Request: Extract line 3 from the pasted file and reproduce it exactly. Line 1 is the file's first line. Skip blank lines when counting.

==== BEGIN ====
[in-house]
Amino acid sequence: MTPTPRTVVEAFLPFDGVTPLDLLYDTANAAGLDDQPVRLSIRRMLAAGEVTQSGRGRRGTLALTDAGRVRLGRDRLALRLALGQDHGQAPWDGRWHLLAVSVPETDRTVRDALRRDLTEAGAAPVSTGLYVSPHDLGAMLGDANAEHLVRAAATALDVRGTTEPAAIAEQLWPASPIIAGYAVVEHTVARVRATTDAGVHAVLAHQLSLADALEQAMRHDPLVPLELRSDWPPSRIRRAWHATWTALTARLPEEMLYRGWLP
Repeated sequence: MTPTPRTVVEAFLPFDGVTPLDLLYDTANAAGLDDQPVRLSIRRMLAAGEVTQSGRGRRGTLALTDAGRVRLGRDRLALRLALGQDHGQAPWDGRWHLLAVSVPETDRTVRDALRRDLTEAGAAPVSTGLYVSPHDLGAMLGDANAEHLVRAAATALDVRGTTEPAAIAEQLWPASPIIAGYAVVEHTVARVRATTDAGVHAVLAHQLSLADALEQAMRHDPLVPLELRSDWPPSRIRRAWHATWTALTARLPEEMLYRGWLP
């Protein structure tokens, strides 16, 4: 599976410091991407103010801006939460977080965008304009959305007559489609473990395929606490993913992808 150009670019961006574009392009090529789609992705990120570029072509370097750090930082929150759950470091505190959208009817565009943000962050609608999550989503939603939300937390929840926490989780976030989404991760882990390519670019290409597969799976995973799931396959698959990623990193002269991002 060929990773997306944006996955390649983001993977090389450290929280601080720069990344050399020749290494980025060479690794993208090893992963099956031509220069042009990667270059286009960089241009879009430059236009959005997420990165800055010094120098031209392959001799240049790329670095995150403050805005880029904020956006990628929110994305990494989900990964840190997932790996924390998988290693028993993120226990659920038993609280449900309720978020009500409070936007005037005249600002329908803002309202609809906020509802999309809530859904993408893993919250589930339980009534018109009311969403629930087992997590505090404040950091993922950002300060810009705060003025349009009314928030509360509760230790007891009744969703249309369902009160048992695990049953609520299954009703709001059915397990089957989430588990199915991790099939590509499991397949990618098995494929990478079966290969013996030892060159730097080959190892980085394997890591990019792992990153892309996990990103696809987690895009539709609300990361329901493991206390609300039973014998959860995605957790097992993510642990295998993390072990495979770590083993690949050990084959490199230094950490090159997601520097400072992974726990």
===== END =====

Repeated sequence: MTPTPRTVVEAFLPFDGVTPLDLLYDTANAAGLDDQPVRLSIRRMLAAGEVTQSGRGRRGTLALTDAGRVRLGRDRLALRLALGQDHGQAPWDGRWHLLAVSVPETDRTVRDALRRDLTEAGAAPVSTGLYVSPHDLGAMLGDANAEHLVRAAATALDVRGTTEPAAIAEQLWPASPIIAGYAVVEHTVARVRATTDAGVHAVLAHQLSLADALEQAMRHDPLVPLELRSDWPPSRIRRAWHATWTALTARLPEEMLYRGWLP